Survey: Both Parties Face Angry Public

A new poll suggests that both parties could have a huge problem gaining traction in next year's election.

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A new poll suggests that both parties could have a huge problem gaining traction in next year's election.

The public "is angrier with the state of the country than we have ever witnessed," according to Democratic consultants Stan Greenberg, James Carville, and Al Quinlan, basing their assessment on the latest survey by Democracy Corps and on a series of focus groups around the country. "While this current period is one of voters' contempt and frustration with the leadership of the country and our times, the biggest challenge and opportunity one year out from the 2008 election is whether the Democrats will become the voice of change."

The analysts point out that 70 percent of Americans say the country is on the wrong track and that most Americans disapprove of President Bush's job performance. Both of those findings have turned up in other polls, which also show that Congress's job approval rating is lower than the president's. Greenberg, Carville, and Quinlan say the Democrats enjoy "a stable 13-point lead—53 percent to 40 percent—in voter preference for a Democrat in the next presidential election and have a 10-point lead—51 to 41—for a Democrat for Congress."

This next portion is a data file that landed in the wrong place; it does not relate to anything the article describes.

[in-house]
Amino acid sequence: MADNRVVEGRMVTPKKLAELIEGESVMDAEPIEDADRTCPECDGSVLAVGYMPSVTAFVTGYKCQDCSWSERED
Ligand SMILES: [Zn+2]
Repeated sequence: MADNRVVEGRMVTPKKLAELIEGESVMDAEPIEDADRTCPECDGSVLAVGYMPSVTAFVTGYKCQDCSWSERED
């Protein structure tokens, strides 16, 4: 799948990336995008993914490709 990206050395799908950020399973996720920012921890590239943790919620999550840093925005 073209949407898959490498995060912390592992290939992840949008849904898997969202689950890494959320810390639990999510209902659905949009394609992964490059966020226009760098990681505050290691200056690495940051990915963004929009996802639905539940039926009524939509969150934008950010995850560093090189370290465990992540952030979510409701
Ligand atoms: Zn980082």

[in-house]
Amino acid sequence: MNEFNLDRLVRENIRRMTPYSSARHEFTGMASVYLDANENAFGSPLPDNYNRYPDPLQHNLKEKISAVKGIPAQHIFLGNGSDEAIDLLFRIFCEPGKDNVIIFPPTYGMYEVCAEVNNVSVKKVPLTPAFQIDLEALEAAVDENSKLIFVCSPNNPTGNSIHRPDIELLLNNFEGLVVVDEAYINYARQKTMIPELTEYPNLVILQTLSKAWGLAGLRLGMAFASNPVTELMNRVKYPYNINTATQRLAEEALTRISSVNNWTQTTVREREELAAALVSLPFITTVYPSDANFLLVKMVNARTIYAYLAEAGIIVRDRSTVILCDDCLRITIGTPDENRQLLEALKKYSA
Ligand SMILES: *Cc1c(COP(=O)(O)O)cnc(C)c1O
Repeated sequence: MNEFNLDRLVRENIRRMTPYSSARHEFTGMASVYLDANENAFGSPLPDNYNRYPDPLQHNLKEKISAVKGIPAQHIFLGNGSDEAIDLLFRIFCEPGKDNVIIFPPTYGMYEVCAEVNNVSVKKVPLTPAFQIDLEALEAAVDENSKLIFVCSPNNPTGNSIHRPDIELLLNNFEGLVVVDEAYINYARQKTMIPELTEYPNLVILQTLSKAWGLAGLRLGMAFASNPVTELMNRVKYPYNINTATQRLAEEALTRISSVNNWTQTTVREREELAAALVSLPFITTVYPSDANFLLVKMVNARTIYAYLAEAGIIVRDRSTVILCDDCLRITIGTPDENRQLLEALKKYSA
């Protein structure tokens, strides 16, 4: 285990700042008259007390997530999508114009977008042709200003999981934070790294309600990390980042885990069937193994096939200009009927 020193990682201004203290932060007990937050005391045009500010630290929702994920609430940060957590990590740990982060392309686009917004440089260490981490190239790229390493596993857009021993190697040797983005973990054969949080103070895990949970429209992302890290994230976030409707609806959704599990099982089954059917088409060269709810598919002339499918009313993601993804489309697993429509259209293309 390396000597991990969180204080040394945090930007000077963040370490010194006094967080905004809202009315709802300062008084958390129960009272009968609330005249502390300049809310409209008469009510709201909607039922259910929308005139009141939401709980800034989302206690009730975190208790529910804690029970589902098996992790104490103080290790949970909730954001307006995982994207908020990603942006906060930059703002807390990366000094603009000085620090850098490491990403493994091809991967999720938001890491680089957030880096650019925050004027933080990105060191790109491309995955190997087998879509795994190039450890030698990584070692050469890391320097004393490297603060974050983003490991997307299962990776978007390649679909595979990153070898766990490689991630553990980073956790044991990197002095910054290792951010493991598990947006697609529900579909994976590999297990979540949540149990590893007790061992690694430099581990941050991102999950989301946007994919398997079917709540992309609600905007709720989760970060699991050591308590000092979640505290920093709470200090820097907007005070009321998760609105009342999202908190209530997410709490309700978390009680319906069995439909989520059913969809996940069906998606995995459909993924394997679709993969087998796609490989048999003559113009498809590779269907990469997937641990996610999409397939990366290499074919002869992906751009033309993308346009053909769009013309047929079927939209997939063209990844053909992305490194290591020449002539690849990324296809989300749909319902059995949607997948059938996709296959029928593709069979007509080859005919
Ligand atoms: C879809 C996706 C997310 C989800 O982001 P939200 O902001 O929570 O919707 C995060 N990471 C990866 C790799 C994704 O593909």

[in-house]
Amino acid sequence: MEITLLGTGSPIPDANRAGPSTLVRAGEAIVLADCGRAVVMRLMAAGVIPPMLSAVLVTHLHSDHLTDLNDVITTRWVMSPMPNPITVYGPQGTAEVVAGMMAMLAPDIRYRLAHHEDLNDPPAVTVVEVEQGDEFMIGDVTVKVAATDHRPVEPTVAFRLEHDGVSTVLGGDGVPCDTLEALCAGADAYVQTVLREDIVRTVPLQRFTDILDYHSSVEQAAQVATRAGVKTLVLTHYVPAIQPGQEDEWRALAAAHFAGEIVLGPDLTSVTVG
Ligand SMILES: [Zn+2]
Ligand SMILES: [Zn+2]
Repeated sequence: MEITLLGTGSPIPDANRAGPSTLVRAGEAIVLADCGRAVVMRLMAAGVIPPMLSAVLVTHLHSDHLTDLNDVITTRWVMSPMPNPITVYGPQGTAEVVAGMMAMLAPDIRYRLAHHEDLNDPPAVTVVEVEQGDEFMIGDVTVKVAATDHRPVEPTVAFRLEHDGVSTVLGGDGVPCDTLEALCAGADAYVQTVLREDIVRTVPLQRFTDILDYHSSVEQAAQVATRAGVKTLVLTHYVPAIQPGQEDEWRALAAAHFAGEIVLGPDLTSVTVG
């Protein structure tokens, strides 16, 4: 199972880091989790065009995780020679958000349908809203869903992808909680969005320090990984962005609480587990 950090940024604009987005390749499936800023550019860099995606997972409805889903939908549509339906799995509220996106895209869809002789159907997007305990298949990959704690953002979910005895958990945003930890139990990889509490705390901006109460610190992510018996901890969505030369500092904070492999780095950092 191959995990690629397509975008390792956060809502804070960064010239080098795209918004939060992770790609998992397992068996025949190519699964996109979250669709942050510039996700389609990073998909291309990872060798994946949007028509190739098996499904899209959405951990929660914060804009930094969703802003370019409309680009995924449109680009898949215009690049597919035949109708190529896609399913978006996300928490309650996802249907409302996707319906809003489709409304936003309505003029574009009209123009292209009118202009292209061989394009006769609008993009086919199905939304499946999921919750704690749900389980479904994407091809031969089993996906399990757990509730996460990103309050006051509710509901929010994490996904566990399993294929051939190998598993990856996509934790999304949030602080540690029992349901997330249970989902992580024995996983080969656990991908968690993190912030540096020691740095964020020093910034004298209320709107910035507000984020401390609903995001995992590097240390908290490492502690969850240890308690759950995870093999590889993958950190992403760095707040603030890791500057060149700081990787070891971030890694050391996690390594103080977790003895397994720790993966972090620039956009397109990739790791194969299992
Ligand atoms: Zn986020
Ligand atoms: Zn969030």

But the Democratic majority in Congress has only lukewarm ratings among voters, and the analysts admit "Democrats have not yet found their voice as agents of change, except perhaps on Iraq, and risk falling short of their greatest aspirations. . . . Democratic candidates for president and Congress are polling at 51 and 53 percent in the various races, but if 2008 is to bring a tidal wave, Democrats and progressives must become more fully the voice of what is wrong with these times. It is not enough to be anti-Iraq and anti-Bush."

—Kenneth T. Walsh